June 28, 2011 12:56 pm

    This can’t be good – Wildfire reaches US Los Alamos nuclear facility.

    • artemis54 permalink
      June 28, 2011 2:57 pm

      Much of the place doesn’t look that bad. There are large firebreaks, and a lot of the trees involved are pretty short.

      But there are all thousands of barrels stored above ground. Best touch of all is the fabric tents shading them from the heat.

  3. artemis54 permalink
    June 28, 2011 2:55 pm

    Caught one of CNN’s regulars – the bald dick – expressing shock that Greeks refused to accept the necessary little adjustments to make things all hunky dory again, that they refused to take their medicine. He left out, and probably doesn’t even know, the part about auctioning off public marinas, public beaches, public buildings to the highest foreign bank bidder.

    • cometman permalink*
      June 29, 2011 8:36 am

      Not sure who I despise more, the bankers who know exactly what they’re doing or these dickhead media types who read whatever they’re told in defense of the bankers.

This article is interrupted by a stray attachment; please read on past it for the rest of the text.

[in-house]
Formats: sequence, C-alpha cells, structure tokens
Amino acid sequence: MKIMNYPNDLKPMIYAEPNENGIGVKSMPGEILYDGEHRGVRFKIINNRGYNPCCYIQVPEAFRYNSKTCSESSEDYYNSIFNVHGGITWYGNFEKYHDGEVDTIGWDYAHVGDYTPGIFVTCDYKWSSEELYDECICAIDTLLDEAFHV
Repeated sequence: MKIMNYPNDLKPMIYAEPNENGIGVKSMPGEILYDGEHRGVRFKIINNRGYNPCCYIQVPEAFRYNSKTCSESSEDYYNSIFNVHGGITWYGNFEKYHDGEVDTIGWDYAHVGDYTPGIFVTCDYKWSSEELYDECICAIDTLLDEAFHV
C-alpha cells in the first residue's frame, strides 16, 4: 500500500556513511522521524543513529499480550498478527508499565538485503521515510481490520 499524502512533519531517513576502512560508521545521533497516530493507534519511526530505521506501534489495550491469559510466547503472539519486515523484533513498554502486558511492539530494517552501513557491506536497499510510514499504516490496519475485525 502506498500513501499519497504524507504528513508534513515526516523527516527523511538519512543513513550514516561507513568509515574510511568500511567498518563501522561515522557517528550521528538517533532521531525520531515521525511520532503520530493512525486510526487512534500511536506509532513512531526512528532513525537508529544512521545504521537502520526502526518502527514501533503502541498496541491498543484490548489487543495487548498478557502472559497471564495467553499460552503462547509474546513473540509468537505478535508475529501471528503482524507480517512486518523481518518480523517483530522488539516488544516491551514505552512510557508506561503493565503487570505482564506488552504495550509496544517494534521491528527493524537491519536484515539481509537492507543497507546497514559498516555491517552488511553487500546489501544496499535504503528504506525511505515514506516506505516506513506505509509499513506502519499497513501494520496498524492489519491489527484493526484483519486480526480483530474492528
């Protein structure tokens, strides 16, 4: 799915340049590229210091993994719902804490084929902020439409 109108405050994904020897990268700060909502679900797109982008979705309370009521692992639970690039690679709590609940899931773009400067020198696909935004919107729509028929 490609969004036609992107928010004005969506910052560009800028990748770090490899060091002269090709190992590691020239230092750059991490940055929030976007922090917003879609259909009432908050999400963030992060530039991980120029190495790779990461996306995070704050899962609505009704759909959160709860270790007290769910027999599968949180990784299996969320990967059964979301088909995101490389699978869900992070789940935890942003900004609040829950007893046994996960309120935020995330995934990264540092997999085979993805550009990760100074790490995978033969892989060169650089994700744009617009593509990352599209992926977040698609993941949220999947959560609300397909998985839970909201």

• cometman permalink*
      June 29, 2011 8:57 am

      Looks like this news is just coming in, but apparently the Greeks have set their Ministry of Finance building on fire. Again. Hard to keep track but I think this is the second on third time that has happened in the past year. I’d like to think it made the Ber-nank pee himself a little bit.

  4. artemis54 permalink
    June 29, 2011 8:49 am

    An interview with Christian theologian Eugene Peterson (Bono is among his fans) and Peter Harris, founder of A Rocha:

    The Joyful Environmentalists

    Harris: Every Christian leader I’ve ever met in poor parts of the world understands that they live an unmediated relationship with the creation. That means that if there is damage done to the creation, there is damage done to the human community. I would argue that the economic possibilities lie now in the building of a sustainable economy; that’s where the smart money is today. In any case, an economy founded on degrading the creation is theologically incoherent. The old model that you can make your money any which way and then give some of it away when you’re rich enough is lacking biblical warrant. A much better way is to make money in a way that impacts the poor and the planet beneficially.